'First time' study reveals what the Sun looked like when it was a baby

A new study has explored a region on a star referred to as a 'hot spot'. The investigation may have revealed facts about our Sun.

1 minute & 34 seconds read time

Astronomers have successfully captured what is believed to now be the best view of matter colliding with the surface of a young star.

'First time' study reveals what the Sun looked like when it was a baby 01

Catherine Espaillat, an astrophysicist at Boston University, spoke to Space.com and explained the process of a young star and how a local system of celestial objects can form around it. Newborn stars are surrounded by a protoplanetary disk of dust and gases, and from this disk, the objects that we commonly observe throughout the universe, such as moons, planets, and asteroids, are born. The star's magnetic field connects to this disk, as shown in the above concept image.

Espaillat is also the lead author on a new study that has examined the location on a star "where a star's magnetic field deposits protoplanetary disk material onto a star", per Space.com. Espaillat explains, "This footprint is called the 'hot spot,' since the material is very hot when it slams on to the surface of the star." The researchers concentrated their efforts on a star named GM Aurigae, as it's roughly the same mass as our sun, but is only about 2 million years old. Our sun is 4.6 billion years old.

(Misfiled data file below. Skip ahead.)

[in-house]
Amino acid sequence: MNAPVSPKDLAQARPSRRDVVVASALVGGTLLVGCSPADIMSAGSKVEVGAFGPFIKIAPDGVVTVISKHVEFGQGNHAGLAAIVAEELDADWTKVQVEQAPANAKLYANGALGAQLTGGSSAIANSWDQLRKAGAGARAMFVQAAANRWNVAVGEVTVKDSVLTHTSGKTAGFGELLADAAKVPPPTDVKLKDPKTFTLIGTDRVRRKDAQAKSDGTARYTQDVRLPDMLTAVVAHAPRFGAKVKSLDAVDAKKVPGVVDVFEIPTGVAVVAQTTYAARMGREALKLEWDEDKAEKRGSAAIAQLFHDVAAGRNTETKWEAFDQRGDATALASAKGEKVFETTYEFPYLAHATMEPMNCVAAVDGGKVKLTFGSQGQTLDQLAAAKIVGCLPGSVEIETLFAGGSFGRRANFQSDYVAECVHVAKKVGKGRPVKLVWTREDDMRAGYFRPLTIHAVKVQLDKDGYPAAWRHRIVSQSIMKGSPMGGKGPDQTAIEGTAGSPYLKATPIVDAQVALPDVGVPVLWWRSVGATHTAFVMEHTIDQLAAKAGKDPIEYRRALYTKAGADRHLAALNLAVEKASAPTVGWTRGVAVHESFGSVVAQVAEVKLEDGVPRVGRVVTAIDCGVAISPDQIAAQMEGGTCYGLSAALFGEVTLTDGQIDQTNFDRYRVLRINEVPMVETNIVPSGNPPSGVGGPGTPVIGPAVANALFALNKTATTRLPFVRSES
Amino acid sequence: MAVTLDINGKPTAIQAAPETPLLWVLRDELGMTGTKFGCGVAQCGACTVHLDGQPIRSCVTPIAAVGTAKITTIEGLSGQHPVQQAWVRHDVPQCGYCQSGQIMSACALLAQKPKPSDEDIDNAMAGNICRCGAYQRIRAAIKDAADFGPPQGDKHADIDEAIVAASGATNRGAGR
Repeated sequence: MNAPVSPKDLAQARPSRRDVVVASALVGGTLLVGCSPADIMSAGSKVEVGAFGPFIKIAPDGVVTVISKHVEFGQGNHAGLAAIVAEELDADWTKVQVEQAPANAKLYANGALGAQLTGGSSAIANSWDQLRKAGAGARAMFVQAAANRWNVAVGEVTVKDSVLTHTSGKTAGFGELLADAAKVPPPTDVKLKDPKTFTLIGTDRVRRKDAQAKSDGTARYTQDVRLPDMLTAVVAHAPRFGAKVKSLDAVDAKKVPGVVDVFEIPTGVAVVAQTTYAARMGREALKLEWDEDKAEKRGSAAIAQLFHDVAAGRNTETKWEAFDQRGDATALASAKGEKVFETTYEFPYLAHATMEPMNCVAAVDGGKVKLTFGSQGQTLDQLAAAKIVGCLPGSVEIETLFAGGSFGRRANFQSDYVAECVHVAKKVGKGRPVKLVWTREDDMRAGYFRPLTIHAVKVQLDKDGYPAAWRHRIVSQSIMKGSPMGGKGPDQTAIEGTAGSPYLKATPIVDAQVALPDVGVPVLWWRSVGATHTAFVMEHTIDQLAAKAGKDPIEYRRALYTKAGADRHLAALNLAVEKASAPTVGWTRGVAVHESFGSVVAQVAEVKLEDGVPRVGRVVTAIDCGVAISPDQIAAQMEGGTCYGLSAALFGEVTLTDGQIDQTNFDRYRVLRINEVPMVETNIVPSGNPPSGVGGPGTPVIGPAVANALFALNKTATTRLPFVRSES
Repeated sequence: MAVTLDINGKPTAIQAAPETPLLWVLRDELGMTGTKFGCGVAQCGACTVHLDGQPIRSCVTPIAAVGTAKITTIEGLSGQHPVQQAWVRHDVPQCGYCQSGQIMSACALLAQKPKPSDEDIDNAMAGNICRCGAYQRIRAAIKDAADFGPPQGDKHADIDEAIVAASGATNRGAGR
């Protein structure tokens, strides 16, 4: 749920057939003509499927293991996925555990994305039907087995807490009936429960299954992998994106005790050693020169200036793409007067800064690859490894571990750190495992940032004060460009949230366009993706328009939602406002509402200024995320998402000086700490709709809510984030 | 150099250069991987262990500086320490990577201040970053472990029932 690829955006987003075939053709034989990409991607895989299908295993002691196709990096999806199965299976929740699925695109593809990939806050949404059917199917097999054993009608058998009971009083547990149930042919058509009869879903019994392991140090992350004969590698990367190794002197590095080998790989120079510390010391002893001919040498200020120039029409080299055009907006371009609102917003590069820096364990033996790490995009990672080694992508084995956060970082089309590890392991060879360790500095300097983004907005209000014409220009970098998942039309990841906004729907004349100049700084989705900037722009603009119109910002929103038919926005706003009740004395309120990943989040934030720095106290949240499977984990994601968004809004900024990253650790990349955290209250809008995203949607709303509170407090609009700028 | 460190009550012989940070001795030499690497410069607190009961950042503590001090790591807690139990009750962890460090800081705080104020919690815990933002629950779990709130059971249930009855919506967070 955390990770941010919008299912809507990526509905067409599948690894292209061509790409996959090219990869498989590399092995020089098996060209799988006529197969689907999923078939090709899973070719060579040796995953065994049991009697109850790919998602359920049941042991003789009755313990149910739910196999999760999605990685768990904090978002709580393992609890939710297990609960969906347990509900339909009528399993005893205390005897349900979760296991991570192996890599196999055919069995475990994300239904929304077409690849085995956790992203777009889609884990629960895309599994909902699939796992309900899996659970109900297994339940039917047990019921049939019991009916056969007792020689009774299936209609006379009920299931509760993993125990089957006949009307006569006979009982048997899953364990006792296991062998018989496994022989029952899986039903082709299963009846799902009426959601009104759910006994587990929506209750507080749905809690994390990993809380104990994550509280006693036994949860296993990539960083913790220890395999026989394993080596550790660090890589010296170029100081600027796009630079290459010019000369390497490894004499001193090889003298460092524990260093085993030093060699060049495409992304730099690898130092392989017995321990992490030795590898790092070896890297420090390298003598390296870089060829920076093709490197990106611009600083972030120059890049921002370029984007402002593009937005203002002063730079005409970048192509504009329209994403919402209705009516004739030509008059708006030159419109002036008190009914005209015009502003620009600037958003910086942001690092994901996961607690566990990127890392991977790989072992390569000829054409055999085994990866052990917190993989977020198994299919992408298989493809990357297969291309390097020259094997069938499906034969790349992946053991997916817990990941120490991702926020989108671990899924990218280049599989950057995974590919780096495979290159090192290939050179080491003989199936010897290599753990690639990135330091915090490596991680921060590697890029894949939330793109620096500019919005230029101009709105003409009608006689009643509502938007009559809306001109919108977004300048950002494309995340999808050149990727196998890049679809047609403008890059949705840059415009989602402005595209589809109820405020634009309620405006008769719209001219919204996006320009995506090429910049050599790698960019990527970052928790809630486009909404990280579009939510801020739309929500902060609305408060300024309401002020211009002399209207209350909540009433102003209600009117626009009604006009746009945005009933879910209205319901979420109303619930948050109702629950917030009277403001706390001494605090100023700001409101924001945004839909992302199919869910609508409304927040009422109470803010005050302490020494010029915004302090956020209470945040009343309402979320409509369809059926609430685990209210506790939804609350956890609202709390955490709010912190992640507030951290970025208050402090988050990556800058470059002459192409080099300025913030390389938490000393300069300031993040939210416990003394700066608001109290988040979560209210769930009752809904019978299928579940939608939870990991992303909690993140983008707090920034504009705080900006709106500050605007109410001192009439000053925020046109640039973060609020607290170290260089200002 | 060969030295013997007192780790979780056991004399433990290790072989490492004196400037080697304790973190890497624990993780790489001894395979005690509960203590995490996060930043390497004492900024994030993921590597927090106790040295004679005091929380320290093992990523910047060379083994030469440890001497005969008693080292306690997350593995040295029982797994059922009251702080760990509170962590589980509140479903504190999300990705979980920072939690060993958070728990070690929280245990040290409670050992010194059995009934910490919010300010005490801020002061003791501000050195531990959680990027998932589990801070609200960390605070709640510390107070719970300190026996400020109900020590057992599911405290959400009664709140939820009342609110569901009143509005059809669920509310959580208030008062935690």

What the researchers found that the visible light observed coming from GM Aurigae peaked in brightness a day after the ultraviolet light. The researchers suggest in their study that this can be explained by hot spots vary in density from its center to its outer edges, and that different densities influence the temperature of the surface.

Espaillat explained, "For the first time, we map the structure in this hot spot using observations and confirm theoretical predictions. This result teaches us more about what our sun looked like when it was young. Now our sun has sunspots, dark areas where the temperature on the surface is cooler. When our sun was young, it also had hot spots."

For more information on this story, check out this link here.

NEWS SOURCE:space.com

Jak joined the TweakTown team in 2017 and has since reviewed 100s of new tech products and kept us informed daily on the latest science, space, and artificial intelligence news. Jak's love for science, space, and technology, and, more specifically, PC gaming, began at 10 years old. It was the day his dad showed him how to play Age of Empires on an old Compaq PC. Ever since that day, Jak fell in love with games and the progression of the technology industry in all its forms. Instead of typical FPS, Jak holds a very special spot in his heart for RTS games.

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